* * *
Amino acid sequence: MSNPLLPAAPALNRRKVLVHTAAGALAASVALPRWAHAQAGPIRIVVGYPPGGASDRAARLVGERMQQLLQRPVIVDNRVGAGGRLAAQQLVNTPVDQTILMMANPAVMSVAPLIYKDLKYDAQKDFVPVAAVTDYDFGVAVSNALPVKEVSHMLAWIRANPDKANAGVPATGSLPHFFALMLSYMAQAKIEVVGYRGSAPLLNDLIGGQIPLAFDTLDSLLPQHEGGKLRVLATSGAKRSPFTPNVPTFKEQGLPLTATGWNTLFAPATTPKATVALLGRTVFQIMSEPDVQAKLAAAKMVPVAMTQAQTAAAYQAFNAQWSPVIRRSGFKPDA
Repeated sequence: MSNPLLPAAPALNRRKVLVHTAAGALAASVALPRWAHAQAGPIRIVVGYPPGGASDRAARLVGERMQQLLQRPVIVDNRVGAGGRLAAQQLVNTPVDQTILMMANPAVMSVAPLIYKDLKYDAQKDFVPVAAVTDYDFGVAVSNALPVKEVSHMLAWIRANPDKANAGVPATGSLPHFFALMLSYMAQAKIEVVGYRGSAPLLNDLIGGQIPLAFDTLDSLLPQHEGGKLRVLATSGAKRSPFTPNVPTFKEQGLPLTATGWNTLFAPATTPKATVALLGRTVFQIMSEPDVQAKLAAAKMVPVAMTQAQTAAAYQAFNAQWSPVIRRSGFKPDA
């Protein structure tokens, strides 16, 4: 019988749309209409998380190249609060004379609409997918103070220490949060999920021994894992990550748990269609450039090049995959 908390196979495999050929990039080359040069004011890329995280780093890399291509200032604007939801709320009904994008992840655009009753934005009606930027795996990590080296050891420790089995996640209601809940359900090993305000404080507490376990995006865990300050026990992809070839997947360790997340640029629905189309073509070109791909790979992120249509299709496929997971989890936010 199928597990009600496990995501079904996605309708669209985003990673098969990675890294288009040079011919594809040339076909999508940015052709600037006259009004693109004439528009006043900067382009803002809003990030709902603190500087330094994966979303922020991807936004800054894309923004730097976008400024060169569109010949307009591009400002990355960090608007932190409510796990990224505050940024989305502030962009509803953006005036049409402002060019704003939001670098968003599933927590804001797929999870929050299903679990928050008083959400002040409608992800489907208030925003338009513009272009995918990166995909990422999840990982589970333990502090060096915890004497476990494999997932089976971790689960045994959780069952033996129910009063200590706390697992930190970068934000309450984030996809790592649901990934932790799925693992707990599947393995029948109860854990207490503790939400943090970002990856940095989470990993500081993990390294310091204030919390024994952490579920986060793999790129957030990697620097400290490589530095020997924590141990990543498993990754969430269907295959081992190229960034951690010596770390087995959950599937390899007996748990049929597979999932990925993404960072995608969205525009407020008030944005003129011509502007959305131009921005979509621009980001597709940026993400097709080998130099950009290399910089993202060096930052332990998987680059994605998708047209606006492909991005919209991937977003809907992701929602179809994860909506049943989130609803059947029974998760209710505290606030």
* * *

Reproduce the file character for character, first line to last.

Amino acid sequence: MSNPLLPAAPALNRRKVLVHTAAGALAASVALPRWAHAQAGPIRIVVGYPPGGASDRAARLVGERMQQLLQRPVIVDNRVGAGGRLAAQQLVNTPVDQTILMMANPAVMSVAPLIYKDLKYDAQKDFVPVAAVTDYDFGVAVSNALPVKEVSHMLAWIRANPDKANAGVPATGSLPHFFALMLSYMAQAKIEVVGYRGSAPLLNDLIGGQIPLAFDTLDSLLPQHEGGKLRVLATSGAKRSPFTPNVPTFKEQGLPLTATGWNTLFAPATTPKATVALLGRTVFQIMSEPDVQAKLAAAKMVPVAMTQAQTAAAYQAFNAQWSPVIRRSGFKPDA
Repeated sequence: MSNPLLPAAPALNRRKVLVHTAAGALAASVALPRWAHAQAGPIRIVVGYPPGGASDRAARLVGERMQQLLQRPVIVDNRVGAGGRLAAQQLVNTPVDQTILMMANPAVMSVAPLIYKDLKYDAQKDFVPVAAVTDYDFGVAVSNALPVKEVSHMLAWIRANPDKANAGVPATGSLPHFFALMLSYMAQAKIEVVGYRGSAPLLNDLIGGQIPLAFDTLDSLLPQHEGGKLRVLATSGAKRSPFTPNVPTFKEQGLPLTATGWNTLFAPATTPKATVALLGRTVFQIMSEPDVQAKLAAAKMVPVAMTQAQTAAAYQAFNAQWSPVIRRSGFKPDA
């Protein structure tokens, strides 16, 4: 019988749309209409998380190249609060004379609409997918103070220490949060999920021994894992990550748990269609450039090049995959 908390196979495999050929990039080359040069004011890329995280780093890399291509200032604007939801709320009904994008992840655009009753934005009606930027795996990590080296050891420790089995996640209601809940359900090993305000404080507490376990995006865990300050026990992809070839997947360790997340640029629905189309073509070109791909790979992120249509299709496929997971989890936010 199928597990009600496990995501079904996605309708669209985003990673098969990675890294288009040079011919594809040339076909999508940015052709600037006259009004693109004439528009006043900067382009803002809003990030709902603190500087330094994966979303922020991807936004800054894309923004730097976008400024060169569109010949307009591009400002990355960090608007932190409510796990990224505050940024989305502030962009509803953006005036049409402002060019704003939001670098968003599933927590804001797929999870929050299903679990928050008083959400002040409608992800489907208030925003338009513009272009995918990166995909990422999840990982589970333990502090060096915890004497476990494999997932089976971790689960045994959780069952033996129910009063200590706390697992930190970068934000309450984030996809790592649901990934932790799925693992707990599947393995029948109860854990207490503790939400943090970002990856940095989470990993500081993990390294310091204030919390024994952490579920986060793999790129957030990697620097400290490589530095020997924590141990990543498993990754969430269907295959081992190229960034951690010596770390087995959950599937390899007996748990049929597979999932990925993404960072995608969205525009407020008030944005003129011509502007959305131009921005979509621009980001597709940026993400097709080998130099950009290399910089993202060096930052332990998987680059994605998708047209606006492909991005919209991937977003809907992701929602179809994860909506049943989130609803059947029974998760209710505290606030």